I have a z-wave module on every fixed light inside/outsde the house (some 75 odd nodes), various z-wave socket controllers (some switching, some dimming) and some z-wave motion sensors.
I also have a some zigbee socket controllers and, xiaomi (zigbee) motion sensors.
Practically I’ve found in my case (and bearing in mind different people will have different experiences based on their home layout etc):
Z-wave devices appear to have a noticably longer range than Zigbee. With my zigbee devices, I am having to put them closer, so as to get better signal strength/‘mesh’
If going zwave, I recommend getting a battery powered stick (such as the Aeotec gen 5) - it makes life so much easier to pair a distant module by taking the stick to it, rather than putting a stick on a laptop, and then taking the laptop to the device!
My zwave network works well most of the time. However, every so often (maybe once a week), it does start lagging, where say sending a command to zwave devices may take 4 or 5 seconds to respond (as compared to its usual almost instant response). I have not had the time to sit down trawl through the logs to figure why this is, but normally it resolves itself after a ‘heal’ (note this happens without any of the zwave devices having been moved).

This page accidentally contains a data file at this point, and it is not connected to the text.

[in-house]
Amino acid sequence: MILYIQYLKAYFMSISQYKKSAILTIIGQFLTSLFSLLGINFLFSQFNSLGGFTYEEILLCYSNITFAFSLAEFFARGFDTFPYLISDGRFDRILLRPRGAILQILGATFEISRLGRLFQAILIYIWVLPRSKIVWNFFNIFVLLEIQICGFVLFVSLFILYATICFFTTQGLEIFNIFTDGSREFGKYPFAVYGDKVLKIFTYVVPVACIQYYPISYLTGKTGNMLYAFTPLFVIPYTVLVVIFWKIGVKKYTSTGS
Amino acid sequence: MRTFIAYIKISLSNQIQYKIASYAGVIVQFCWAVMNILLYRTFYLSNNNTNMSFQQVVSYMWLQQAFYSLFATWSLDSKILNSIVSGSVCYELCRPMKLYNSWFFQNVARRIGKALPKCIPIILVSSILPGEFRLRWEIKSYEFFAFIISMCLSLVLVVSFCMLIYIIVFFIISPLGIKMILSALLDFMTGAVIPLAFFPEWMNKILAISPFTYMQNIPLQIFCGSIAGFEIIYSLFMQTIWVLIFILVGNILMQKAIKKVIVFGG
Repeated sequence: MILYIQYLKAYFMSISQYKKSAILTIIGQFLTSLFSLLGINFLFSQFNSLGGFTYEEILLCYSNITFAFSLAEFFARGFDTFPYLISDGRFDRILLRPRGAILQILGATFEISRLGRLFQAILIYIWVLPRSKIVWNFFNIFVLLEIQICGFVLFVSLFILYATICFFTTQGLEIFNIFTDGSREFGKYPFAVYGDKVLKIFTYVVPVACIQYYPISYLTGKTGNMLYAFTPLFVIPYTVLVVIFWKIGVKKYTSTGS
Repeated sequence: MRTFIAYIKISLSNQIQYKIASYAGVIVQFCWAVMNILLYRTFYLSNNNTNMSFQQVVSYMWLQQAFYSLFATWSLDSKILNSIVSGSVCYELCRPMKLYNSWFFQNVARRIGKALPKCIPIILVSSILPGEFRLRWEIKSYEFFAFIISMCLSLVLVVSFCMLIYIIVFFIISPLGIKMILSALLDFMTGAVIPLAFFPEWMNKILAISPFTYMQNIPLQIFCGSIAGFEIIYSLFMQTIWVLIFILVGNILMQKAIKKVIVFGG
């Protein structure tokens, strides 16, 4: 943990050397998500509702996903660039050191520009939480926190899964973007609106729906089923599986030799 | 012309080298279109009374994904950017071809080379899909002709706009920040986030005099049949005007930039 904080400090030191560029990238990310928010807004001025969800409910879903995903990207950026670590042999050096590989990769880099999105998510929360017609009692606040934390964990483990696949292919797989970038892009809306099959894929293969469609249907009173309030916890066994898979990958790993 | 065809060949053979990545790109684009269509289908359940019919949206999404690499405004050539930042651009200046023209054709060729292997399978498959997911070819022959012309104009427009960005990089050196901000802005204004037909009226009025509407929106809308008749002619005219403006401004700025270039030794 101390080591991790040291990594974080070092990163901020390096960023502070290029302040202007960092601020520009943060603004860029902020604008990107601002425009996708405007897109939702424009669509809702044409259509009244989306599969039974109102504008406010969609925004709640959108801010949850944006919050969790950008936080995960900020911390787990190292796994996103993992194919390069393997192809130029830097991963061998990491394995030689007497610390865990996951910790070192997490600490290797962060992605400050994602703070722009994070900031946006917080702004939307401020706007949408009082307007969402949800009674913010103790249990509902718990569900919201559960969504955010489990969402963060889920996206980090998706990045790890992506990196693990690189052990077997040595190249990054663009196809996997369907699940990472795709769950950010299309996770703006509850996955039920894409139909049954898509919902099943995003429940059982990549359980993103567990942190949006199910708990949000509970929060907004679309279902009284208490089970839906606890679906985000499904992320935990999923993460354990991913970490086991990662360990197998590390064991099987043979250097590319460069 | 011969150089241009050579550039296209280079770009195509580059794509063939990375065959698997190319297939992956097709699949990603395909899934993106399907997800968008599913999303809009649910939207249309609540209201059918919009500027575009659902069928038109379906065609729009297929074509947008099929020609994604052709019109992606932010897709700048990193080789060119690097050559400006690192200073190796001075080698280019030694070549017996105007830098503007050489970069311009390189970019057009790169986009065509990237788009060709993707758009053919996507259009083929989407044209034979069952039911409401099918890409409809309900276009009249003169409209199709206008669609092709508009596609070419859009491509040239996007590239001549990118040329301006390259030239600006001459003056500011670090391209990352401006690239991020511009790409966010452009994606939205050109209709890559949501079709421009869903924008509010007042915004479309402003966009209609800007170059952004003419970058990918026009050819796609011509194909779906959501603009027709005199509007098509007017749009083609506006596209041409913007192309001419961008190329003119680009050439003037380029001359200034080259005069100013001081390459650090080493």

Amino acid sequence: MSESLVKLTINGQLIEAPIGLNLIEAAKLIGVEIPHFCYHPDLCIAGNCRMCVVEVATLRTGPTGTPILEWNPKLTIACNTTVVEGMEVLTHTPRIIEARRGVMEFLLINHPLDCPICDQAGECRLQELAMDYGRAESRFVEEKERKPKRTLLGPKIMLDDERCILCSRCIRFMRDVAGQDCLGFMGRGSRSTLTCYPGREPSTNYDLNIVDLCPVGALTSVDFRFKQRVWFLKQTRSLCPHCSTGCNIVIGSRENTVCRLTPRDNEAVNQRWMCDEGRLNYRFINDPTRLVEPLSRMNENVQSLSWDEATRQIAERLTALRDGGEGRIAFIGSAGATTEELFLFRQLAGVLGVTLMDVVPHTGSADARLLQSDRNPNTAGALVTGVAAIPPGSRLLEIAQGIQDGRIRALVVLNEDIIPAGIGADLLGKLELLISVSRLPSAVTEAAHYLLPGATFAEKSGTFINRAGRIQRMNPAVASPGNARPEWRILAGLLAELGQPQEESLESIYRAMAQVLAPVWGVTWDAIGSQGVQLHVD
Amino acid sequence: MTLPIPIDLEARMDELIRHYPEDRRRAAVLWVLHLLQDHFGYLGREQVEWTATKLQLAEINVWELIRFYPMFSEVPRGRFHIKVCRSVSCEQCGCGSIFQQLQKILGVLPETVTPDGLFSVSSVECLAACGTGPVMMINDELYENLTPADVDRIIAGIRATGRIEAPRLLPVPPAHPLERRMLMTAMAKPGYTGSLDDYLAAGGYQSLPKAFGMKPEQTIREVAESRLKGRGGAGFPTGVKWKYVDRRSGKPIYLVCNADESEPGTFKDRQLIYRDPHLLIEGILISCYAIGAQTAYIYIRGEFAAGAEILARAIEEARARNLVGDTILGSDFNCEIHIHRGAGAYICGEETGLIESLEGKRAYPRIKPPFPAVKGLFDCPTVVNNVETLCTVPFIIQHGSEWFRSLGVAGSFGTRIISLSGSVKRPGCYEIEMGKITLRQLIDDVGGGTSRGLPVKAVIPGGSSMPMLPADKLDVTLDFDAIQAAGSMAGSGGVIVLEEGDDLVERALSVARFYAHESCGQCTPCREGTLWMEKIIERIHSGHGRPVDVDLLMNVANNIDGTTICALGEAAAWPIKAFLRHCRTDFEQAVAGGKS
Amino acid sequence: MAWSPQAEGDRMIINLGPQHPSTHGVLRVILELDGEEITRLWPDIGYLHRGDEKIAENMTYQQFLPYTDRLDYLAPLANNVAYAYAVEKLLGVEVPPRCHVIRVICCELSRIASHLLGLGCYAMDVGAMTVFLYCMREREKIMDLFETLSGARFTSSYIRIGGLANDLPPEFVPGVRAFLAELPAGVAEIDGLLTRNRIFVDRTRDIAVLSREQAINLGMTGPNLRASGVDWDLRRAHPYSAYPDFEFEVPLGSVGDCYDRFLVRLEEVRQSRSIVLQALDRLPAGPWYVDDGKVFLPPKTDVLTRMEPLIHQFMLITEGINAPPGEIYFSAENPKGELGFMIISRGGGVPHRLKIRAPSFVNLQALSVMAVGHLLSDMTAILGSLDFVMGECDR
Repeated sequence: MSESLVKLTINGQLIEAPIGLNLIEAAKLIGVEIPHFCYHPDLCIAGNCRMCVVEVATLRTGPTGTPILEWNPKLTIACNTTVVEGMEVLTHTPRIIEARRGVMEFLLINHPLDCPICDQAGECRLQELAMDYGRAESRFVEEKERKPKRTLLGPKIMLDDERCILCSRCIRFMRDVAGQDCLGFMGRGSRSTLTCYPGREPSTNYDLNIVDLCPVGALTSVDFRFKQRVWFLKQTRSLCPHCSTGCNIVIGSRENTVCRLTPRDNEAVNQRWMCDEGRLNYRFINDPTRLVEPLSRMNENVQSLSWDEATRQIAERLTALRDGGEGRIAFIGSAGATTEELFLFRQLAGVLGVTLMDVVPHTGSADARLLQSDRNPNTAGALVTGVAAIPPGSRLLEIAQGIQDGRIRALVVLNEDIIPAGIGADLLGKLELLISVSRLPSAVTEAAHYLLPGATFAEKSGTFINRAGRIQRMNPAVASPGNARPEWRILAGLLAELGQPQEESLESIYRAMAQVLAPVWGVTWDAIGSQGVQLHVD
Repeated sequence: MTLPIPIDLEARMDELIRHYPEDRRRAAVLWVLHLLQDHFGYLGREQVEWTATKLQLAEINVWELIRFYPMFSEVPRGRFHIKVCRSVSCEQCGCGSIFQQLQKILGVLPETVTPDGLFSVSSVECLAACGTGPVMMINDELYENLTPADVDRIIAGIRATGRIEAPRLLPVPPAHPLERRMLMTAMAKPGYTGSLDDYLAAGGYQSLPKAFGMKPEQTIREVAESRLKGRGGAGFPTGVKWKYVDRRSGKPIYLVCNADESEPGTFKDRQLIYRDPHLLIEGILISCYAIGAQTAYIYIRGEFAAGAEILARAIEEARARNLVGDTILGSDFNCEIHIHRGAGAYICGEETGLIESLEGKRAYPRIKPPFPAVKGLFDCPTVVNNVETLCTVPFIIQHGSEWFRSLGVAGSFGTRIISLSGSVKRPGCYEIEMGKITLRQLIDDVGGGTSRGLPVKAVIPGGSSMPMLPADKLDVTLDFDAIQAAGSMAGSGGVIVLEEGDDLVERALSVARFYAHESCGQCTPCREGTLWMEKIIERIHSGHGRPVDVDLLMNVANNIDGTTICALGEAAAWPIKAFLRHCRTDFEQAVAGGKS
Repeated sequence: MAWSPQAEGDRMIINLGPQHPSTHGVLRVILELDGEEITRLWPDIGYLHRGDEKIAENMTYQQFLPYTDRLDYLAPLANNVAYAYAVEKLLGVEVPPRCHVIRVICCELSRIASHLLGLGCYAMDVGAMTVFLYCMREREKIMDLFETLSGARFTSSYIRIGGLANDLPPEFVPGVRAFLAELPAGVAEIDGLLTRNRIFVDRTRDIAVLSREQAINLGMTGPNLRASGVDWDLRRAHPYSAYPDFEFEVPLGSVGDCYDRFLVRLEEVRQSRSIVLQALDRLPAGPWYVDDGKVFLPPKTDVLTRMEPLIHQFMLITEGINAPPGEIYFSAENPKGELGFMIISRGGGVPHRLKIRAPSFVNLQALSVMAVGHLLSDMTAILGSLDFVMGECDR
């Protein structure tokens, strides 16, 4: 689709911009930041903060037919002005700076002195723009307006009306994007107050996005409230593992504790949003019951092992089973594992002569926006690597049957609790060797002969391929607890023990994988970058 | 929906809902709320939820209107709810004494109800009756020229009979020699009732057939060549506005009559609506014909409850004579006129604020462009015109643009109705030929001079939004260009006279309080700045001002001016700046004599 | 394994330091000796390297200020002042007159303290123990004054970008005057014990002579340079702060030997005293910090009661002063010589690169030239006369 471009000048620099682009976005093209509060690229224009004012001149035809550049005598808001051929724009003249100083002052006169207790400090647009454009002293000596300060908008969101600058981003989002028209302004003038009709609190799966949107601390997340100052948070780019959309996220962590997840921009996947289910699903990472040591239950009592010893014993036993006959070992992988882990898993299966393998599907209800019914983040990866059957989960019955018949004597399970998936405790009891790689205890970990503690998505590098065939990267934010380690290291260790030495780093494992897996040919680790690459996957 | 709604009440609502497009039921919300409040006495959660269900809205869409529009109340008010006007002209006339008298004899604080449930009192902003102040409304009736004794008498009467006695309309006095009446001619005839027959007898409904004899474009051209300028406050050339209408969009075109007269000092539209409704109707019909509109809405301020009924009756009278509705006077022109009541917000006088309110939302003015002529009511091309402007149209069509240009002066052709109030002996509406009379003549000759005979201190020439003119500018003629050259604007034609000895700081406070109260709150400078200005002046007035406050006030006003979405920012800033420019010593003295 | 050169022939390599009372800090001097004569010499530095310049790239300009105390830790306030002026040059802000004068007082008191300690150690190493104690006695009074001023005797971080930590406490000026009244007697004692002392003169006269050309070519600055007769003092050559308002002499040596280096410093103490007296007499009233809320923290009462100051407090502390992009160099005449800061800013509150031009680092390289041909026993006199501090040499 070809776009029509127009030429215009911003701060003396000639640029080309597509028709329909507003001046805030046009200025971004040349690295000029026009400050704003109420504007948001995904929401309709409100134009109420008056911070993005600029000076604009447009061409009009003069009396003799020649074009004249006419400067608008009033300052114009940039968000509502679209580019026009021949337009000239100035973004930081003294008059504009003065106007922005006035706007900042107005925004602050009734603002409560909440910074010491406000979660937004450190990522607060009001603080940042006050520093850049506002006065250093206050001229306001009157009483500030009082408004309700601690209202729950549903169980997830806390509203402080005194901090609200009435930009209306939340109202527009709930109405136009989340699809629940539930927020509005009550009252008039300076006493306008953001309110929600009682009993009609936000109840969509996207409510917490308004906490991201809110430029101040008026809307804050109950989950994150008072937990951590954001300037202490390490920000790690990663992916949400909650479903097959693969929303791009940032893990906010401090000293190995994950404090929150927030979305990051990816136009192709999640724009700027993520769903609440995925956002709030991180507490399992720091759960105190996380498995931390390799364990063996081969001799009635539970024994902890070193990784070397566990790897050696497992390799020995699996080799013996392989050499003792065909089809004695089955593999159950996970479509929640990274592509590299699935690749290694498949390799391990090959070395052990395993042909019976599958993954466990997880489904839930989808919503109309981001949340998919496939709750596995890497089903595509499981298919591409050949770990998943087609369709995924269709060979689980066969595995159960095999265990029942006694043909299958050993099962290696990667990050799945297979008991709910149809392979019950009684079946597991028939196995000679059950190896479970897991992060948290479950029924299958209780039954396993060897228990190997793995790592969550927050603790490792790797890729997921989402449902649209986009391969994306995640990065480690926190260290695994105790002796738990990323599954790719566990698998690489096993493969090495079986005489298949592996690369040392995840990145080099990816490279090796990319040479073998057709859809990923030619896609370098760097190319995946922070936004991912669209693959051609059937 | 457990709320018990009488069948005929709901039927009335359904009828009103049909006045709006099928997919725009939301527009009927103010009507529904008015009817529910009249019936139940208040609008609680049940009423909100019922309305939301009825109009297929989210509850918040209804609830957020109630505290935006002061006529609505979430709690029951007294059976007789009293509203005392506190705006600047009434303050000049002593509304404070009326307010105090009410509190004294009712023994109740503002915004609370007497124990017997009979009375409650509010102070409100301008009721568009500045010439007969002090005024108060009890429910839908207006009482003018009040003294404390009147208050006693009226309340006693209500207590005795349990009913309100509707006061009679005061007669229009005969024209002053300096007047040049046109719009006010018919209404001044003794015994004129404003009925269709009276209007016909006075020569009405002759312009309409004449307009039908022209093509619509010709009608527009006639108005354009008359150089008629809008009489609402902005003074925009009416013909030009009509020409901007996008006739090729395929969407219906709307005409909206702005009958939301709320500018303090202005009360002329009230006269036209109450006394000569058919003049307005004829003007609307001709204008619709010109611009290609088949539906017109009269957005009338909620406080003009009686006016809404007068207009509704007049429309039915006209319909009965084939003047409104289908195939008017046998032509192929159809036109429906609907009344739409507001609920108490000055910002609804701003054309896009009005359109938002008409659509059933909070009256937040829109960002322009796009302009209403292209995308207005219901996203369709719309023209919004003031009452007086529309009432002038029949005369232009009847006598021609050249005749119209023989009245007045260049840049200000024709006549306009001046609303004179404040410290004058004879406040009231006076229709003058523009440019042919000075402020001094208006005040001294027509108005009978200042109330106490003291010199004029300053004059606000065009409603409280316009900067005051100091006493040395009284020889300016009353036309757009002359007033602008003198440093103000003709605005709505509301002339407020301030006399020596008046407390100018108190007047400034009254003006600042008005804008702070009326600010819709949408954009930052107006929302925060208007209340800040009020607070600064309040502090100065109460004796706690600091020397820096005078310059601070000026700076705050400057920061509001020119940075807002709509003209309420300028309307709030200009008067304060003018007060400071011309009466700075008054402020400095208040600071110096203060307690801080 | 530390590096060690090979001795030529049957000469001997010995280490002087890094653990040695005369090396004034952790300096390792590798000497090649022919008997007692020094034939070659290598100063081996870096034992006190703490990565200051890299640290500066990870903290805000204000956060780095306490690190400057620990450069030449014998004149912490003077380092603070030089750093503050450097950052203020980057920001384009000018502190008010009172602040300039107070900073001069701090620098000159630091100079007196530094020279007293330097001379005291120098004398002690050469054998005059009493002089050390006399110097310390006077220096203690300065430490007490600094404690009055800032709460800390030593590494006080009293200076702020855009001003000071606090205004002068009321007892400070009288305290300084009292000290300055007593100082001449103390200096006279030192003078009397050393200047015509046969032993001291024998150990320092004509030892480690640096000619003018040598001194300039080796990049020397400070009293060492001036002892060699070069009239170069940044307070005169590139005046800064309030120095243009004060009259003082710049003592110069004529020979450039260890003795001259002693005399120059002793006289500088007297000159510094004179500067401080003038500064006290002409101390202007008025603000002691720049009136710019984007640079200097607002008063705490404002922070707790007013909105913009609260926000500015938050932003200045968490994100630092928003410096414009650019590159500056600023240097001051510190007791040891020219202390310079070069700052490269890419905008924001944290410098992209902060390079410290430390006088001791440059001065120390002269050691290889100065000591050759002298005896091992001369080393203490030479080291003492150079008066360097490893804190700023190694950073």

Zigbee network feels faster. I can’t quantify this in any meaningful way, but e.g. motion sensors on zigbee feel very snappy, as compared to the zwave ones, where there feels a very small lag (but enough to be noticeable), even if placed in the same location. This is the reason I have been gradually replacing some of my Fibaro zwave motion sensors with Zigbee. Zigbee devices are also much cheaper! I recall reading something from Chris (the author of both the zwave and zigbee bindings for openHAB that the zigbee protocol was fixed at a higher speed than zwave, which dropped down to the slowest device on the network).
The variety of zigbee modules is (or was when I looked) far fewer than z-wave, in the UK. e.g. I was not able to find a zigbee dimmer socket anywhere.
I ended up with Somfy rollers as I already had some Somfy blinds. These do not give position (at least the ones I have don’t) nor do they send confirmation back that a command has been executed. Thus there are times (not very often - say once every few weeks) when openHAB sends a command to open a blind but the blind stays closed. A second command normally sorts it, and so in my rules I have a second repeat command being sent after 10 seconds. Bit of a fudge and not ideal.
If I was going down this route again, I probably would look for alternative solutions, and particularly one that gives reasonably accurate feedback of position.
I would certainly recommend the new rule engine, and using jython (a variation of python) for your rules. As you have done a python before, you should find it straightforward.